Commentary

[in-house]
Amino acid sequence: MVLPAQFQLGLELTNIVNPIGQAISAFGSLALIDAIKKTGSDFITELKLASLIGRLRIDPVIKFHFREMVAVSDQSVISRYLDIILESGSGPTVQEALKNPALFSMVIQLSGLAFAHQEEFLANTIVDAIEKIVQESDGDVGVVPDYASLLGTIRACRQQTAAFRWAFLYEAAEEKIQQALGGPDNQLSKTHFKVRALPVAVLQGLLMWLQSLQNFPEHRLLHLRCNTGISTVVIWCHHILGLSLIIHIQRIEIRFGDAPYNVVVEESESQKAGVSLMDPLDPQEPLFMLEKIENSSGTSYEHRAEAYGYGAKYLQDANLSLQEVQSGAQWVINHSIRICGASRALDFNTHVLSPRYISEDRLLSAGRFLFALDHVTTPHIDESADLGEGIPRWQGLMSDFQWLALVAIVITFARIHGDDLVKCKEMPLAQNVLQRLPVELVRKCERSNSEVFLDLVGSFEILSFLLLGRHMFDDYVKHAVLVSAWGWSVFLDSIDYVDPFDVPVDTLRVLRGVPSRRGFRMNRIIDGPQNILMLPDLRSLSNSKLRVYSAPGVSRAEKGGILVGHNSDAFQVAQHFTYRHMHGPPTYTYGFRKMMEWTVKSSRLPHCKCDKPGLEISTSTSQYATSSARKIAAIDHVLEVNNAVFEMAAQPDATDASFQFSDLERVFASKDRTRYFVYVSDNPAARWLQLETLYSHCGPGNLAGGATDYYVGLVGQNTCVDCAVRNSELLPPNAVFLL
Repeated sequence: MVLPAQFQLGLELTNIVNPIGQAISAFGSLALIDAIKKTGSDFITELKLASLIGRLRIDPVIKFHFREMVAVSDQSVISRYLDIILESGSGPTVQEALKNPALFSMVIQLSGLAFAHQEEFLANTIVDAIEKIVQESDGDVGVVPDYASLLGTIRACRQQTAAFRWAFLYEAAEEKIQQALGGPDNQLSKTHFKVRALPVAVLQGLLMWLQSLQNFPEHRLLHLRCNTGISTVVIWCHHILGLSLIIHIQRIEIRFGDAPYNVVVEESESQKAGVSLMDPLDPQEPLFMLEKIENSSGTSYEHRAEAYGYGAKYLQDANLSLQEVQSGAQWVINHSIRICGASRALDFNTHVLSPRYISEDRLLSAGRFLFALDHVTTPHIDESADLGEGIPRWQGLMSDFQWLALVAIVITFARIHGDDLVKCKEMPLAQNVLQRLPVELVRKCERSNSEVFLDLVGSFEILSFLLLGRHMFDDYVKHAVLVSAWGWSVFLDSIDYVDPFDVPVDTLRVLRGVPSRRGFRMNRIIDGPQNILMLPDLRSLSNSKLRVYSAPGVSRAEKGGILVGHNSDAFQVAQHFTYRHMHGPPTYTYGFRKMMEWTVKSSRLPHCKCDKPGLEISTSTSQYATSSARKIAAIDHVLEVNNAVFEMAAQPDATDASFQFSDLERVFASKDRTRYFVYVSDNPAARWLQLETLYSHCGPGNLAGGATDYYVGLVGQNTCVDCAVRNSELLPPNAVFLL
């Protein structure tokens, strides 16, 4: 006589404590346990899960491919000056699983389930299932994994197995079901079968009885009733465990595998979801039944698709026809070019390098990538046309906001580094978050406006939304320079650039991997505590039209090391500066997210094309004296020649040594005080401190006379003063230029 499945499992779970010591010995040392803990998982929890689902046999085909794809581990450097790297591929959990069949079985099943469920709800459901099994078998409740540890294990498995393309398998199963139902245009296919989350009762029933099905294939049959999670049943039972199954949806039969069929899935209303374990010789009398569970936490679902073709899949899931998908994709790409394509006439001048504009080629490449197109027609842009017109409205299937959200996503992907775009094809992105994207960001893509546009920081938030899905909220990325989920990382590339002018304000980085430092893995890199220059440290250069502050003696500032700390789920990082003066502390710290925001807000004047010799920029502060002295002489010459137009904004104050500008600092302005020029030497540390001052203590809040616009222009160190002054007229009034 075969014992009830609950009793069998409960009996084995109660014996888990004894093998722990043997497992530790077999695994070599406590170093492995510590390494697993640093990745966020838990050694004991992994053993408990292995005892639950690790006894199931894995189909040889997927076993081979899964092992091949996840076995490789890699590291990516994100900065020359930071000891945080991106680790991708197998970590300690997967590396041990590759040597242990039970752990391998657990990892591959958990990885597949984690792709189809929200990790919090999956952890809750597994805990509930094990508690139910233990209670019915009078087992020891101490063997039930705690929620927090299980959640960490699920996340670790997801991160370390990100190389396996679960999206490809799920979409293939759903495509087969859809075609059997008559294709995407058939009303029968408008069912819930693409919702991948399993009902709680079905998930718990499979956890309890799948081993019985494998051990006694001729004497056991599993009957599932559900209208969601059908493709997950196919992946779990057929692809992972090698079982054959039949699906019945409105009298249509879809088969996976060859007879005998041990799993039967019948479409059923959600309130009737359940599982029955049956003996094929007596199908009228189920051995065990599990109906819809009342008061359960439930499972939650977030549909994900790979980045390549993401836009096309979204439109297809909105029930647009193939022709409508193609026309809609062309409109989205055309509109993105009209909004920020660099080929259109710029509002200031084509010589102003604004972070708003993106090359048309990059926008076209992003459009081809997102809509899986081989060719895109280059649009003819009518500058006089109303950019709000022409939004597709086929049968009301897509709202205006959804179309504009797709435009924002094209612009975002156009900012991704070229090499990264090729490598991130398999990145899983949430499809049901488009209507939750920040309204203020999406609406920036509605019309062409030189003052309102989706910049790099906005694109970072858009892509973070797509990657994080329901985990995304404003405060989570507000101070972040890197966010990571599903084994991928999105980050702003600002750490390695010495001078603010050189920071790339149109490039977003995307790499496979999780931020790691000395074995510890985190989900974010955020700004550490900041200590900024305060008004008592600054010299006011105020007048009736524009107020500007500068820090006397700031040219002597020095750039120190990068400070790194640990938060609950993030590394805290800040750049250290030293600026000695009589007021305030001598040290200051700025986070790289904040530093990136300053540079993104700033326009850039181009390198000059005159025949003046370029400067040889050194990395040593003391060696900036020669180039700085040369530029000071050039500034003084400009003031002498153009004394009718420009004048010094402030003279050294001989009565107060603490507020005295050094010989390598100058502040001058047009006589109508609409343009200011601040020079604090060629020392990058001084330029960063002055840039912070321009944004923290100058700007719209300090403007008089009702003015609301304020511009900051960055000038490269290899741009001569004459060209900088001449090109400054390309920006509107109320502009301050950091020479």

THE LAW The people came out of Egypt as a nation with no experience. That is why God committed Himself to fulfill all their needs, not only those concerning setting them free of servitude but also taking care of their daily bread, shading them by day and giving them light by night. He also took care of providing them with statutes to organize their worship, their civil life, and even their medical, architectural and agricultural needs. As a primitive congregation, God became for them, the Father, Judge, Physician, Civil Engineer and the Agricultural Engineer. That is what we clarified in the booklet we published with interpretation of the Book of Leviticus, which I hope to refer to with some detail. 1. The three chapters (Exod. 21-23) are like a practical application of the Ten Commandments to suit the circumstances in which the Jews lived at that time. They present us with living faith, understanding about our relationship with God and with our fellow men, and even with the beasts and the earth. That is why we do not study these chapters in detail, as laws and statutes, but we want to recognize the divine view as to human life. As an example, we find some regulations to organize the mutual relationships between slaves and their masters. Now, as there is no more slavery, we do not ignore these regulations because they bear the spirit of mutual relationships among human beings. 2. In these statutes, justice was clearly demonstrated. There was no privilege to the rich or the noble, despite the circumstances under which man lived at that time when some have gone so low to lie with a beast (Exod. 22.19), or to sacrifice to an idol (Exod. 22.20). 3. God has not only cared for the relationship of man with his fellow men, particularly with the slave, the orphan, the widow, or the poor, but cared even for the beasts of the field, commanding man to give them rest one day per week (Exod. 23.12), for his neighbor’s donkey lying under its burden (Exod. 23.5) and even for the land letting it rest for one year every seven years, “that the poor of your people and the beasts of the field may eat (Exod. 23.11). If God so cares for the slave, the orphan, the widow and even for the beasts and the land, how much would His care be for His children? St. Paul believes that these statutes bore hidden meanings that concern the people of God as well as our inner life, as he says, “For it is written in the law of Moses, ‘You shall not muzzle an ox, while it treads out the grain’ (Deut. 25.4). Is it oxen that God is concerned about? Or does He say it altogether for our sakes? For our sakes, no doubt this is written, that he who plows should plow in hope, and he who threshes in hope should be partaker of his hope” (1 Cor. 9.9-10). That is why the scholar Origen and other allegoric fathers were interested in seeking the hidden meanings beyond these statutes, of which I shall present here some examples. 4. The Ten Commandments began by the commandments pertaining to the relationship of man with God, followed by those pertaining to his relationship with his fellow men. Then the Lord Christ came to summarize all those commandments in one phrase, “You shall love God and your neighbor”. However, here, they start by the commandments or statutes concerning the neighbor, like those concerning the slave, the murdered, the afflicted, those in debt, the strangers, the widows and the orphans, etc, followed by commandments that concern the feasts, and then those pertaining to our relationship with God. Thus, if these statutes are interpretations of the Ten Commandments, it is as though God intends not to separate commandments 158 concerning our relationship with God from those pertaining to our relationship with our fellow humans. They are all forming one unit or one life. We should never assume that we could please God by worshipping and giving, on the expense of our relationship with others. We should not, as well, assume that our good relationship with our fellow men atones for our negligence in our relationship with God. Contents of the divine statutes These chapters spoke of the following: 1- The Hebrew slave 21:1 - 11 2- Violence 12 - 36 3- Stealing 22:1 - 15 4- Adultery 16 - 20 5- Oppression 21 - 27 6- Reviling and cursing 28 7- Robbing the right of God 29 - 31 8- Hypocrisy and partiality 23:1 - 3 9- Helping others 4 - 6 10- Justice and taking no bribe 7 - 9 11- The Sabbath and the rights of others 10 - 13 12- Feasts 14 - 19 13- The divine presence 20 - 21 14- No dealing or mixing with the nations 24 – 33 159 CHAPTER 21 THE LAW (Continued) 1- The Hebrew slave 1 - 11 2- Violence 12 - 36 1- The Hebrew slave This chapter talks about the rights of the Hebrew slave, as the Law distinguishes between the Hebrew slave and the foreign slave (the Gentile). In order to understand what came in the Law, we have to be aware of the paganism’s view of the system of slavery, the situation of the Jewish Law, and the role of Christianity in this concern. Paganism and the system of slavery The pagan nations knew the system of slavery, both the underdeveloped and the developed nations - like the Greeks and the Romans. Some philosophers of the pagan world supported that system, as natural and at the same time necessary. Aristotle proclaimed that all Barbarians (the uncivilized) are slaves by nature and are not fit for any other way of life. The Roman law did not give the slaves any right, neither civil nor human. A master is not to be prosecuted if he tortured, killed a slave, committed adultery with him or took by force his wife to become his mistress or even to make of her a prostitute! 1 The Judaism and the slavery system It was not possible for the Jewish Law to ban the system of slavery by one stroke. That is why it began by setting ordinances and systems that provide the slave with his human right and relieving him, to a great extent, of humiliation, to let him live as a human being and a brother under his severe conditions. The Jews experienced two kinds of slavery: of the Hebrews and of the Gentiles. [1] Slavery of a Hebrew: It used to occur under the following circumstances: A. Out of poverty, one may sell himself (Lev. 25.39), or his children (2 Kings 4.1). B. Because of stealing; if he has nothing, he should be sold for his theft (Exod. 22.3). C. Someone may sell his son or daughter as a slave (Exod. 21.7, 17; Neh. 15.5). D. Man can be a slave by birth, if his father is a slave. The rights given by the Jewish Law to the Hebrew man- or maiden slave are: A. The Hebrew slave is to be treated as a brother, not with humiliation: “You shall not compel him to serve as a slave. But as a hired servant and a sojourner he shall be with you...for they are My servants whom I brought out of the land of Egypt; they shall not be sold as slaves. You shall not rule over him with rigor, but you shall fear your God” (Lev. 25.39-43). Thus, the Law presented a new view of the slave, that he is a brother, a fellow in the slavery to the One God. B. The slave will get his freedom on the seventh year of his servitude (after six years): in the Sabbath year or the year of rest. This is a reference to the freedom that became for all of us through the coming of the Lord in the Sabbath year in the 1 Schaff. History of the Christian Church. Vol. 1 Pg. 445-6. Fr. Shenouda El-Soriani, HG Bishop Yuanis. The Christian Church During the Age of the Apostles. 1971. 160 fulfillment of time, as He presented Himself (as the secret of the true rest), putting an end to the servitude to sin. In this concern, He says, “If the Son makes you free, you shall be free indeed” (John 8.36). The slave would then have the right to choose between leaving his master’s house or staying with him all his life. If the slave loves his master, his mistress and their children, he would have to enslave himself to his master by his own choice till the end of his life; “then his master shall bring him to the door … and shall pierce his ear with an awl, and he shall serve him forever” (Exod. 21.6), as a sign of complete obedience, according to the words of David the Psalmist: “My ears You have opened (pierced)” (Ps. 40.6). That is what the Lord Christ did, who, though a Son, became a slave for our sake, loving His Father, His bride and His children (Eph. 5.25-27). He carried in His body the wounds of the cross for our salvation. He became a slave to free us from servitude in order for us to become the sons of God. C. In the year of the Jubilee (Lev. 25.39-40), all the slaves would be freed, even those who did Not complete the six years of service to their masters. The Jubilee occurs in the fiftieth year, as a symbol of the work of the Holy Spirit, who grants the Church the consummation of freedom in the merit of the blood of Christ. By the Holy Spirit, we gain the forgiveness of our sins, and enjoy the fellowship with God in His Son and carry the Spirit of adoption, through which we are to address God as our Father. D. The liberated slave will not go empty handed but will take with him of the crops, the flocks, the threshing ground and the winepress. Likewise, the Lord Christ did not only set us free but He granted us the riches of His Holy Spirit, to set forth bearing His righteousness and holiness in us. E. A slave may marry his master’s daughter (1 Chron. 2.35); and the master may marry his maiden slave or give her in marriage to his son but he has no right to sell his Hebrew man slave nor his maiden slave to a foreign master (Exod. 21.7-11). Thus, a Hebrew maiden slave was considered a member of the household, with all rights, like any other of its members. This is a concrete symbol of God’s work with us having presented us -His slaves- as a bride to His Son by which we got the fellowship in His heavenly glories. F. In case the master or his son did not give the maiden slave -to whom either of them got married- her due care, as to food, clothing or her marital rights, she should be freed. Eventually, that custom of taking Hebrew slaves was abolished and banned after the return from captivity. [2] Slavery of a Gentile: These were almost always captives of war (Num. 31.9; 2 Kings 5.2) or purchased (Gen. 17.27, 37.28, 36; Exod. 27.13); or by birth (Gen. 17.12). Nevertheless, we do not find, in the Holy Book or in history, any indication that the Jews had slavery markets1. Before the Mosaic Law, Abraham, the father of faith, presented us with a living portrait of dealing with slaves having put in his heart to leave his inheritance to one of his slaves - Eliezer of Damascus (Gen. 15.2), who was the steward on all his wealth. Moreover, in Isaac’s marriage to Rebecca, (Gen. 24), Abraham’s trust in his slave was obvious, and the behavior of the latter proved him worthy of that trust. 1 The New Westminster Dictionary of the Bible. 889. 161 The Mosaic Law came to give the slaves certain rights that guaranteed their position as human beings. For example: A. “He who kidnaps a man and sells him, or if he is found in his hand, shall surely be put to death” (Exod. 22.16). B. Killing a slave equals killing a free man (Lev. 24.17). C. “If a man destroys the eye of his slave, he shall let him go free” (Exod. 21.26). D. The law gave the slaves the right to worship their own gods thus acknowledging the freedom of religion, even if they were wrong; but it gave the Hebrew master the right to circumcise his slaves. E. The law gave the slaves the right to partake in the Hebrew feasts (Exod. 20.10, 23.12). Christianity and the slavery system: Christianity dealt with the slavery system in an objective way to avoid agitating the slaves against their masters. Slaves in the Roman Empire constituted half its population; Bellini wrote that a Roman esquire, by the name Claudius Osidorus, in the days of Augustus, left among his possessions to 4116 slaves after his death1. Christianity requested from slaves obedience to their masters (Eph. 6.5-8; Col. 3.22- 25; 1 Tim. 6.1-2; 1 Pet. 2.18-21). It also believed in the possibility that a slave may influence his master through his holy life in the Lord. Thus, it is not astonishing to find St. John Chrysostom asking each member of his congregation to tell everyone outside the church that he was with the Seraphim. The father then teaches his son, as does the mother with her daughter and the slave with his master. The Church worked hard to bring back the slave who escaped to his master Philemon in order for the latter to liberate him according his own will and forgive him without being obliged. The slavery system started to collapse and that was one of the main causes of the animosity of the Roman Empire toward the Christian Church2. The secret of its collapse was based on the following: A. The Church committed its children to treat slaves as their own brothers (1 Cor. 7.21-22; Gal. 3.28; Col. 3.11). We should not forget that the Lord Christ was delivered to His enemies for thirty pieces of silver, like a slave. He thus included Himself among the slaves, so sanctifying the believers among them. B. When the apostle Paul returned the slave Onesimus, who escaped from Philemon his master, he sent with him an awesome message, calling the slave “…my son Onesimus, whom I have begotten while in my chains...you therefore, receive him, that is, my own heart...for perhaps he departed for a while for this purpose, that you might receive him forever, no longer as a slave but more than a slave, as a beloved brother, especially to me…” (Philem. 10-16). C. Having lived with the Spirit of the Bible, some masters set their slaves free through an inner motive, without any clear commandment to do so. D. Several of those who have been slaves, have earned exalted dignity in the Church, either through martyrdom, like Blandina, Bablis and Felictas, whom the Church considers as heroes of faith3, or occupied high places in the clergy, like 1 J. Hastings. Dictionary of the Apostolic Church. 1954. Vol. 2 509. 2 Fr. Tadros Y. Malaty. The Coptic Church of Alexandria. Melbourne, 1975. 77. 3 Frend. Martyrdom And Persecution in the Early Church. 1965. 297. 162 Onesimus, the disciple of St. Paul, who became a Bishop on ‘Borea’ in Macedonia,1 and Calistus, Bishop of Rome in the third century. E. The early Church writings have enticed the collapse of that system. For example, what was written in the ‘Didache’: Do not bitterly rebuke your man- or maiden slave who worship the Lord your God, lest they lose the fear of God, who is above all, and do not look at the faces2. St. Clement of Alexandria says that the slaves are human beings just like us3. And Father Lactantius says that the slaves are not enslaved to us. They are our brothers in the Spirit, fellow slaves in religion4. St. Ignatius of Antioch says, “Do not despise either male or female slaves, yet neither let them be puffed up with conceit, but rather let them submit themselves the more, for the glory of God.” 5 St. Augustine believed that the appearance of slavery was the fruit of sin, as the divine ordinances would never allow someone to enslave his fellow man and to have authority over him6. St. John Chrysostom adopts the same idea7 saying that slavery appeared only when Canaan fell under the curse (Gen. 9.25). 2- Violence The commandment that proclaimed that God hates killing is stated clearly in the Bible, “You shall not kill”, while the statutes of the Law came to reveal more details for that commandment, and tied between killing and striking leading to permanent marks on the body. It is summarized as follows: One. Killing with premeditation: The killer should die; nothing could protect him, even if he takes refuge in the Lord’s altar (Exod. 21.14). Killing a free man or a slave are equally punished (Exod. 21.16). The Law considered striking or cursing a father or mother a kind of killing that should also be punished by death (Exod. 21.15, 17). The Law commanded that no ransom shall be taken for the life of a murderer who is guilty of death, “for blood defiles the land” (Num. 35.31-33). Thus, it treated the rich like the poor and the one with authority like the one without. It does not put the murderer to death on the testimony of one witness, “Whoever kills a person, the murderer shall be put to death on the testimony of two or three witnesses” (Num. 35.30). Two. Killing through responsibility: If somebody knew that his ox tended to thrust in time past and has not kept it confined, and the ox killed a man, the ox with his owner would be put to death. However, if the ox killed another animal, its owner should pay ox for ox (Exod. 21.36). Yet, if it was proved that the owner of the ox was not negligent, the ox would be killed and its owner would not be considered guilty. If it killed another man’s ox the living ox would be sold and its price would be divided among the two owners (Exod. 21.35). Man would submit to the same responsibility if he digs a pit and does not cover it, and someone falls in it (Exod. 21.33); or if he does not build a parapet around the roof of his house, and someone falls from it, he would be considered in either case as a killer (Deut. 22.8). Thus, the Lord counted negligence a sin to be punished. 1 Apostolic Teachings And Constitutions. 7:4:46. 2 Chap. 4. Fr. Tadros Y. Malaty. The Apostolic Statement of Faith and the Didache. 3 Paed. 3:12. 4 Lactantius. INStit. 5:16. 5 The Epistle to Polycarp. 4. 6 Deciv. Dei. 19:15. 7 In 1 Cor. Hom. 40. 163 Three. Killing without premeditation (Exod. 21.13): The killer in this case has the right to flee to a city of refuge from the avenger of blood and he shall dwell in that city until the death of the high priest in those days. Then, the slayer may return and safely come to his own city from which he fled (Num. 35.11; Deut. 19.3; Josh. 2.3). The cities were symbols of the Lord Christ, to whom the repentant soul would find refuge from the sentence of death. Nevertheless, if it forsakes faith, it would perish by its transgression. God designated these cities of refuge and commanded putting marks that help the refugees find these cities. I hope to expose these issues in my study of the Book of Numbers. Here, the sanctification of the value of human life in the law is apparent. The Law commanded the killing of the killer with premeditation, with the intention of checking future crimes. On the other hand, it protected the one who killed without premeditation, presuming that what happened is accidental, but “God delivered him into his hands” (Exod. 21.13). Four. Striking: God’s holy view of human life is not only demonstrated in refraining from killing, but also in his intolerance to any harm done to man, whoever he is. Thus, if a man strikes and permanently damages an eye or a tooth of his slave, male or female, he shall have to let him go free for the sake of his eye or tooth (Exod. 21.26). If a permanent damage occurs to a free man, then it will be life for life, eye for eye, tooth for tooth, hand for hand, foot for foot, burn for burn, wound for wound, stripe for stripe (Exod. 21.23-25), in order to punish the striker, and to check the tendency to violence. Yet, the Law forbade the one who was stricken to avenge himself with a more severe strike, as the normal tendency of man would be, because the one who has stricken had started the fight. Therefore, the Law wanted to put a limit of vengeance until the time comes when man would mature spiritually and know how to pay good for evil. St. Augustine spoke of five degrees of love and anger1: 1. The tendency of man to attack his fellow man with no reason, as it happens among primitive tribes. 2. Man does not initiate attack, but would pay back with double force if attacked. 3. If attacked, man pays back with no more than an equal force; namely eye for an eye, tooth for a tooth, etc. The Mosaic Law managed to lift man up to this stage, a great achievement at that time, but it did not commit man to pay back an eye for an eye, but forbade him of paying back two eyes for a single one. 4. Paying back the harm with one of less intensity, for the sake of mere chastisement. 5. Paying back the harm with love, the evil with good, and treating the one who started it as a sick man. The Lord Christ elevated us to act in this manner, in His Sermon on the Mount (Matt. 5.43-48). Let us then follow the example of our heavenly Father, whose sun shines on the wicked and the righteous and rains on the just and the oppressors. The Mosaic Law gives the one stricken the right to get a compensation for the loss of his time, and to be provided for, until thoroughly healed. A miscarriage of a woman because of men fighting: “If men fight, and hurt a woman with child, so that she gives birth prematurely, yet no lasting harm follows, he shall surely be punished 1 St. Augustine. Sermon on the Mount. 164 accordingly, as the woman’s husband imposes on him; and he shall pay as the judges determine. But if any lasting harm follows, then you shall give life for life, eye for eye, tooth for tooth...” (Exod. 21.22-25). The scholar Origen comments on this statute saying that the men who fight are those obsessed with disputes over certain points in the Law, using what the apostle described as “arguments over words” (1 Tim. 6.4). We know how this often occurs among the brothers. That is why the apostle advises saying, “Remind them of these things, charging them before the Lord, not to strive about words to no profit, to the ruin of the hearers” (2 Tim. 2.14), and to “avoid foolish and ignorant disputes, knowing that they generate strife. And a servant of the Lord must not quarrel but be gentle to all” (2 Tim. 2.23). Those disputing over such things are destroying hearers: hurting the pregnant woman and causing her miscarriage. That pregnant woman is the soul that conceives with the word of God, as pregnancy is talked about in the Book of Isaiah (26.18). Those who get pregnant and deliver are not likened to women, but to perfect men. Listen to the prophet saying, “Who has heard such a thing? Shall the earth be made to give birth in one day? Or shall a nation be born at once” (Isa. 66.8). That is the generation of the perfect, who are delivered on the same day they are conceived. We should not count this as a strange matter, that men deliver; we should understand these words avoiding carnal interpretation and seeking that of the inner man. Listen to what the apostle also says, “My little children, for whom I labor in birth again until Christ is formed in you” (Gal. 4.19). Therefore, those who deliver directly after conception are strong and perfect men, those who give fruits by work through the word of faith that they have received. On the contrary, the soul that conceives, then keeps the fruits inside her without delivering, would be called a woman, according to the words of the prophet: “The children have come to birth, but there is no strength to bring them forth” (isa. 37.3). That soul is called a woman because of her weakness, suffering and stumbling, as men fight and dispute. That is the sure result of dispute: rejecting the word of faith conceived, and ending up in the destruction of the hearers. If the soul that stumbled rejected the word before having the chance to respond to it, he who caused it to stumble will have to be punished. Do you wish to know whether certain souls had the word formed in them or not? The apostle Paul instructs us to see “if Christ is formed in them” (Gal. 4.19). The Lord Christ is the Word of God; the apostle Paul said that the Word of God had not been formed in them, at the time he wrote his epistle. Thus, rejecting the Word, before being consummated inside, would be worthy of judgment. The apostle also tells us about judgment of the teachers saying, “If anyone’s work is burned, he will suffer loss; but he himself will be saved, yet so as through fire” (1 Cor. 3.15). The Lord Himself says in the Bible, “For is a man profited if he gains the whole world, and loses his own soul” (Matt. 16.26)? 1 The scholar Origen comments on the phrase, “as the woman’s husband imposes on him” (Exod. 21.22), saying that the husband of the soul that learns is her master … Christ, the head of the Church2. This Master will cut the stumbling teachers off the Church’s body. What does he mean by saying that he hurts her eye, her teeth, her hand, her foot, or he gave her a burn? The scholar Origen believes that for those with little souls, the eye hurt is their apprehension of God and their inner insight. As for the 1 In Exode. Hom. 10:3. 2 Ibid. 10:4. 165 teeth, they refer to the ability of the soul to digest the word of God, to comprehend its secrets and to get satisfied with it. The hand refers to the capability of the soul of holding fast the spirituals; while the foot refers to its ability to walk toward God. Concerning the burning, this refers to the suffering of the soul that burns because of its deprivation of God. These are how the spiritually little stumble because of foolish disputes.